Rogers will be upping the pace to develop networks across Canada, attributing its decision to greater regulatory certainty.
Under the new plan, the company now promises to build or enhance network connectivity in 750 more communities–or 500,000 households–by the end of 2021.
The announcement on June 23 came just weeks after the Canadian Radio-Television Telecommunications Commission (CRTC) cancelled plans to lower wholesale internet rates for independent internet service providers (ISPs). The move was seen as a win for Canada’s incumbent cable carriers and sparked heavy criticisms from regional ISPs.
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“As Canada recovers, increased regulatory certainty and support for investment by facilities-based providers will help ensure that Rogers continues to bring critical, next-generation infrastructure to all parts of Canada, including rural and remote communities,” said Rogers chief executive officer Joe Natale in the announcement.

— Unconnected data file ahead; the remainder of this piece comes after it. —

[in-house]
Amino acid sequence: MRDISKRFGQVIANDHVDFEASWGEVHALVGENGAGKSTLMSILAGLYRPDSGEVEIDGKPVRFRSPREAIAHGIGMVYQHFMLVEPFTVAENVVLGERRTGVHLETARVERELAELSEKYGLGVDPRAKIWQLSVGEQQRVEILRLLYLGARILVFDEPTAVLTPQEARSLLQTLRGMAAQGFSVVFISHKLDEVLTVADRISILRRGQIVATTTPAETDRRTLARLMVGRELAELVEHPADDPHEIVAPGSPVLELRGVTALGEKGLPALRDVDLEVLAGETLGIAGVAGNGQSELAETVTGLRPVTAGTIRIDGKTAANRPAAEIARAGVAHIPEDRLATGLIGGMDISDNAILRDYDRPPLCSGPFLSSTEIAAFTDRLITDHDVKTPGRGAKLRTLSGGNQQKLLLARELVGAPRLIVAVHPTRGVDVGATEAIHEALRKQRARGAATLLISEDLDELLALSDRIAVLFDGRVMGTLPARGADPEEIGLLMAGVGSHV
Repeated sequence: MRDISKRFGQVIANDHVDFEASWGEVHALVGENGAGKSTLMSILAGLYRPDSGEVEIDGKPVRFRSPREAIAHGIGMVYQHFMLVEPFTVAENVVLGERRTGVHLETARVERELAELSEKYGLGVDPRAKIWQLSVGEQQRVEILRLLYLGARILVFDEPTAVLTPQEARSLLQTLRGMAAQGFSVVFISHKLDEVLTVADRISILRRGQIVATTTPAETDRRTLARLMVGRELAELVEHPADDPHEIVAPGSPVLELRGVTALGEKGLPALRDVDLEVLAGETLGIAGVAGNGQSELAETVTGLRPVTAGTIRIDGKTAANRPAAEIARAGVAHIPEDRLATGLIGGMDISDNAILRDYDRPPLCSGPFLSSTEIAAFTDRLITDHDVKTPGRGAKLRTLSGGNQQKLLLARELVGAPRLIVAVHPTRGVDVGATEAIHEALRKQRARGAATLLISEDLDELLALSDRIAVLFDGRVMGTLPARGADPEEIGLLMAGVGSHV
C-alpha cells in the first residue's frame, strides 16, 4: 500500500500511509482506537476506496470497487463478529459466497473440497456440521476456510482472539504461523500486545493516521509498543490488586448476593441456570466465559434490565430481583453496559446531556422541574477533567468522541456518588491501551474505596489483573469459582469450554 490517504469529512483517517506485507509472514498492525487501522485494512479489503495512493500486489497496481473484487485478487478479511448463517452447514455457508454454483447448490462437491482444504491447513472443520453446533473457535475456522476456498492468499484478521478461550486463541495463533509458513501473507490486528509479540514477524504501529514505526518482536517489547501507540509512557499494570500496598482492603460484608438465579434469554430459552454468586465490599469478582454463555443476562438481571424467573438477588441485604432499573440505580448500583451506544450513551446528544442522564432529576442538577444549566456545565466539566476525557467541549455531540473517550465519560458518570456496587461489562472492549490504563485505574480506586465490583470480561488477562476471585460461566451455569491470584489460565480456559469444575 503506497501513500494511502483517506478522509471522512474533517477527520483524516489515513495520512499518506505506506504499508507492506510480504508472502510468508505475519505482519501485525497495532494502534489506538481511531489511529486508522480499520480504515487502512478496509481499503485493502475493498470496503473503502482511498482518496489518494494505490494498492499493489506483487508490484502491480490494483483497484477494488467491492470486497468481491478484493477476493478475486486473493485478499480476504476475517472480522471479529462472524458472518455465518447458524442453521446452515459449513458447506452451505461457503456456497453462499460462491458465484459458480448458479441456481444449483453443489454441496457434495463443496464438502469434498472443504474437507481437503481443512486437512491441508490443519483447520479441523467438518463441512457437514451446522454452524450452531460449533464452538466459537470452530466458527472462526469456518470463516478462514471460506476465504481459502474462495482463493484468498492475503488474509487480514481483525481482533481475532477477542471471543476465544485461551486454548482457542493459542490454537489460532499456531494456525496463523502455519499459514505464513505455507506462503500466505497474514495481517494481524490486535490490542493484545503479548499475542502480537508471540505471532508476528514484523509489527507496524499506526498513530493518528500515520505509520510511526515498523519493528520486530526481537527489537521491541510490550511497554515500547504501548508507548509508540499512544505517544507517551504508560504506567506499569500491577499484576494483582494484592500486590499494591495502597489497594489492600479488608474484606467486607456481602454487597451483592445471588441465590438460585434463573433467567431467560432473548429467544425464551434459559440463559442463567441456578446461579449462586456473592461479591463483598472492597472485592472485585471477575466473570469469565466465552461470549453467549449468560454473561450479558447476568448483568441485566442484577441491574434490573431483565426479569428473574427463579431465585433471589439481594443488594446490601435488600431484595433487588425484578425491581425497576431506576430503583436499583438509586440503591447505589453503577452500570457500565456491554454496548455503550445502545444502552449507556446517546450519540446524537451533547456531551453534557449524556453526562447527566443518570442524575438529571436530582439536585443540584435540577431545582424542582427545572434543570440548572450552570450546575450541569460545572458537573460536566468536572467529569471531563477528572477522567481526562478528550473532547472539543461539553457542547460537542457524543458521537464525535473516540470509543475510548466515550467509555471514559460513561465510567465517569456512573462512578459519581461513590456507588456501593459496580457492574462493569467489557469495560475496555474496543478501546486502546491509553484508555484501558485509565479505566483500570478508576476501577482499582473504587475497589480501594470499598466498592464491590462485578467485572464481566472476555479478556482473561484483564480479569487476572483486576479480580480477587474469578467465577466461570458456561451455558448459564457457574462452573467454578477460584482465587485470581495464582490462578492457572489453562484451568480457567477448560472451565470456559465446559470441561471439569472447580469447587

Rogers noted the company’s focus will be on delivering 5G across Canada, improving connectivity along critical roadways and rural areas, as well as deploying fibre internet networks.
Additionally, Rogers said in the release that it spent CA$2.8 billion in the past year to build or upgrade its networks in over 1,000 communities.
Other incumbents have also stepped up their pace. In May, Bell announced an additional CA$500 million funding to its capital investment program through 2022, bringing the total up to CA$1.7 billion.
But the independent ISPs are feeling the brunt. For example, TekSavvy, an Ontario internet service provider, withdrew from the 3,500 MHz 5G wireless spectrum auction and is replanning its investment strategy.